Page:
There are different point of views when the topic comes to war. Some people have different perspectives about war; war is a game or war is brutal fight. The two poems have many similar characteristics, and many different ones. In “Dulce Et Decorum Est” by Wilfred Owen is about a soldier’s point of view during the war. Whereas “Who’s for the game?” by Jessica Pope is about a person that is trying to get people excited and join World War I.
Owen is stressing the conditions of the soldiers being exhausted, barely walking and overall deformed, unlike what the propaganda posters showed. It is used to create a picture in the audience’s mind to show the suffering of the soldiers and the effects of war. He is teaching the audience the truth about war and is proving the propaganda posters wrong. A simile has also been used which compares the physically drained soldiers to beggars.
The poem Dulce et Decorum est written by Wilfred Owen refers to the horrors of world war one which Owen experienced first hand. He wrote this poem whilst recovering from shellshock in the Craiglockhart hospital. The poem distinctly describes a young soldier suffering during a brutal gas attack. A key idea in the poem is that Owen wanted to show the true realities of war and how brutal, inhumane and exhausting it was for the poor men who fought in it. He also wanted to criticise those who would glorify war and who would encourage the senseless slaughter.
Both ‘The Soldier’ and ‘Dulce et decorum est’ express the authors perception of war. Owen describes the bitter reality of war, whereas Rupert Brooke expresses the glorification of war and fighting for your country. Alliteration is used in both poems to establish rhythm and reinforce the tone. For the two poems, the titles are misleading. They contradict what the poem is actually about.
It tries to enlighten the hardship of coming back to a life that is not foul or execrable including the likes of PTSD and unemployment. Both of these works of art simultaneously denounce the sins of war while supporting the troops overseas. War Song and Hero of War are two very controversial songs about war, while being two similar songs as well. Both of these songs use Ethos as both of artists have served in war ergo making them a credible source. While Rise Against’s HoW uses Ethos to describe the dreadful sights and glimpses of war, War Song uses Ethos to support the troops and to lambaste war.
Second, the poem shows the destructive effective wars can cast on both people’s physical bodies and their mind, and finally Owen illustrates how human relationship manifests in war. First of all, the poem provides the audience an especially realistic and authentic experience of war. This sense of reality is created by the usage
Boys believing the world is not as cruddy as people make it out to be. Then they find out that it is exactly what people make it out to be. Maybe even worse. War plays with a soldier 's mind in terrible ways. In order to convey the theme of the effects of war on a solider, Remarque uses realizations of Paul, horrors of war and carnage imagery.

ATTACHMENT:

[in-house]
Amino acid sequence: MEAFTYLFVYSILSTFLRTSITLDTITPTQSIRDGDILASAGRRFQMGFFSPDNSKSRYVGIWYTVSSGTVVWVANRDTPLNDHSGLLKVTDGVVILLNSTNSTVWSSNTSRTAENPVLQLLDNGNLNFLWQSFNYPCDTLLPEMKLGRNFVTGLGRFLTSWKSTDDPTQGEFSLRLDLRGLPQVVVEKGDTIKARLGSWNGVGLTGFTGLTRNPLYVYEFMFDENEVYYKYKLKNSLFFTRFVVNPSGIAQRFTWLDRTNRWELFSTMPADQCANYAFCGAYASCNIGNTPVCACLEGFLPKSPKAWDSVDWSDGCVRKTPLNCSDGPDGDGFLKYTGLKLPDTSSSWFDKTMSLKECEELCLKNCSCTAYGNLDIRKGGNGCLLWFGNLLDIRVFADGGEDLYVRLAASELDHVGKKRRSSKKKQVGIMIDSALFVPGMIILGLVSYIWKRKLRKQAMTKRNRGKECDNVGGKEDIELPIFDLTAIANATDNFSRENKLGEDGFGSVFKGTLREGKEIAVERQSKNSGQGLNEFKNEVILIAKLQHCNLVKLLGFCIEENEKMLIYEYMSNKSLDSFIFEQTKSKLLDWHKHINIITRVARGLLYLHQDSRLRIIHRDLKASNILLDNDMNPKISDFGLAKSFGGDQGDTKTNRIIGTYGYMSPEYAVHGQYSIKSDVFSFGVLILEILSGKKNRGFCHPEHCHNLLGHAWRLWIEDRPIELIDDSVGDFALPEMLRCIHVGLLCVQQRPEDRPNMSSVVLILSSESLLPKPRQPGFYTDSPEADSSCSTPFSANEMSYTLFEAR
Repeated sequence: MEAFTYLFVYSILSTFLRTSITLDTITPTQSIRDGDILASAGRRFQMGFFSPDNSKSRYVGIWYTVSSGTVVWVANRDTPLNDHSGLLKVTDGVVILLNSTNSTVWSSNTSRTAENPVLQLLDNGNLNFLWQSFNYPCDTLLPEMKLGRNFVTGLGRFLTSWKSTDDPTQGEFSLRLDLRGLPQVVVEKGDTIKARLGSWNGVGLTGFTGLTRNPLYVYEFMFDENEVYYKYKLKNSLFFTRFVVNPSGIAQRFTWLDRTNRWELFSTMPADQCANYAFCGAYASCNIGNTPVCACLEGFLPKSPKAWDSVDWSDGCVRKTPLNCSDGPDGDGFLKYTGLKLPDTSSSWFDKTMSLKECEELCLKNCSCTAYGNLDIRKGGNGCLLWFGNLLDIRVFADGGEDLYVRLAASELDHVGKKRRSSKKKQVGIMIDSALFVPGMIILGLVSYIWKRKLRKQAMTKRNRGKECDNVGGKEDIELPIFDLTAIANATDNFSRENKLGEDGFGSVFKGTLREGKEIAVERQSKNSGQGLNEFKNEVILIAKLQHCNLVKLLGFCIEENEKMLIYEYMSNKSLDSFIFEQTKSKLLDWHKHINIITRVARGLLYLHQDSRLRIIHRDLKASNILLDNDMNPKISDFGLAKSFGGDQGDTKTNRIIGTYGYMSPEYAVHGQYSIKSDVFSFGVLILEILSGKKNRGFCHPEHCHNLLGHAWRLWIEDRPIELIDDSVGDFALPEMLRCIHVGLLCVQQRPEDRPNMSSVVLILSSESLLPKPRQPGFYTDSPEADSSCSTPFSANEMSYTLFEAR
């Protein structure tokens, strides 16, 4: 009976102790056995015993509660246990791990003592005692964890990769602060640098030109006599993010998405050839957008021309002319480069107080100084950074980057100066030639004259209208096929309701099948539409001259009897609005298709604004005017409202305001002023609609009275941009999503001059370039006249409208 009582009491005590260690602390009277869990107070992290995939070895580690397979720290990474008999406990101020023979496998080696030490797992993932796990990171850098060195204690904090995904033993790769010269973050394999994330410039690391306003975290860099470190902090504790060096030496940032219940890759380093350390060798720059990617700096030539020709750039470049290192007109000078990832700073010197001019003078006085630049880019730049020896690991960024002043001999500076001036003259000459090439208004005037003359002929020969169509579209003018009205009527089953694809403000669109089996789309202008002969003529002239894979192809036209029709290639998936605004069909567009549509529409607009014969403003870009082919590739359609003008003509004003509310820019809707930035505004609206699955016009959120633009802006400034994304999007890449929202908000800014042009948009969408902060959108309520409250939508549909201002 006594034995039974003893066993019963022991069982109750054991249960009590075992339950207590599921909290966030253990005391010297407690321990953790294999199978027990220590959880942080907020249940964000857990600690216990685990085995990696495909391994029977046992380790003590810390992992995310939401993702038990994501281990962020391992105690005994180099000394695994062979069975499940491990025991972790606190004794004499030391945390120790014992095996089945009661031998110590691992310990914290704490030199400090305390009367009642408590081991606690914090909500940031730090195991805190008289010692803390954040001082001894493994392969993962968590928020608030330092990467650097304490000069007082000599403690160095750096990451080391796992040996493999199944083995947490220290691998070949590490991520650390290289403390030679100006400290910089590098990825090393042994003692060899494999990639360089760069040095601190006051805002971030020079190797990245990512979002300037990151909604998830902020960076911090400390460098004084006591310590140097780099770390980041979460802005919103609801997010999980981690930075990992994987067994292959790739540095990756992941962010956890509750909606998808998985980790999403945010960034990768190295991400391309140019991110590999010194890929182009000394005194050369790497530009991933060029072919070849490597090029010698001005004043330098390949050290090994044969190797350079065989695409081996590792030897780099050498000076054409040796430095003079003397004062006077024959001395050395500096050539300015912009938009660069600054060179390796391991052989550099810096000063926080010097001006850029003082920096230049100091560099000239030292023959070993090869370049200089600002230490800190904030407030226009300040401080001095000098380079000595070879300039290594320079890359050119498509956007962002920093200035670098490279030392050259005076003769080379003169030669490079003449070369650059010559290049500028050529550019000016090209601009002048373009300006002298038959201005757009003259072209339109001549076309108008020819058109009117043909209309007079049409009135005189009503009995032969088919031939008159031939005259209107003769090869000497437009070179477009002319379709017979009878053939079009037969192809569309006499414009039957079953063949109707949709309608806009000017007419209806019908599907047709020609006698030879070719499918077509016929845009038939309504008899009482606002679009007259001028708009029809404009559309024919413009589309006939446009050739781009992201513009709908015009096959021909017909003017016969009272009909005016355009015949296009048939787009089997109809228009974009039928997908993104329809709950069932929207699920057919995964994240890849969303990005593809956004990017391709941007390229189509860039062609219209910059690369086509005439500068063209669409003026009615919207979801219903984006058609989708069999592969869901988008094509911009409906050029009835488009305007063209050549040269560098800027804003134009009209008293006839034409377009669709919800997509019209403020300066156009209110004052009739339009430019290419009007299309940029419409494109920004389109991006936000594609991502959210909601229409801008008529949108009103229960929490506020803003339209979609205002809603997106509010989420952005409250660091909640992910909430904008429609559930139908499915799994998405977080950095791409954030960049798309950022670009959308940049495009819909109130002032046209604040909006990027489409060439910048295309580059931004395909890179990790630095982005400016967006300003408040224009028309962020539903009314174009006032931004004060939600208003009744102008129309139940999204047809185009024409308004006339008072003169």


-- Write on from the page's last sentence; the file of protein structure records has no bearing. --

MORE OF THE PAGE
Society are affected by war, so it is clear that the writers were influenced by terrible experience in the World War I. As Anton Kaes mentioned in his book, Shell Shock Cinema: Weimar Culture and the Wounds of the War, “Wiene’s story centers around a
The grim setting of the Iliad, two defining characteristics emerge from the ashes of the destructive power of war. Human nature is susceptible to violence as Homer clearly shows in the descriptive, brutal death of Sarpedon when two aspects of humanity - cruelty and compassion- arise from the bloodshed of war. The violent death of Sarpedon helps the reader understand the effects of war on the human condition by juxtaposing the acts of cruelty and compassion demonstrated by the epic’s characters. Through the unthinkable atrocities of war and the murder of Sarpedon, Homer lifts the veil of societal expectation to reveal the human side of cruelty. The “killing jaws” of the violent battle spurred the warriors to further engage in dark and increasingly cruel actions, pushing them further into inhumanity.
They display the apathy, ignorance, recklessness and equal hopelessness in the face of war that an anti-war writer would testify is fundamentally characteristic, at least from the view of the mass population. The risen soldiers, just as most Americans would agree, find their achievement in fulfilling personal dreams and enjoying life. The dichotomy of this relationship is the main theme upon what Irwin Shaw builds Bury the Dead on. The final third of Shaw’s agitprop is devoted to diving into these lost ambitions of the dead soldiers. This is possibly the most disturbing portion of the play as the reader begins to realize the human nature of these corpses and the pressures that put them in the grave.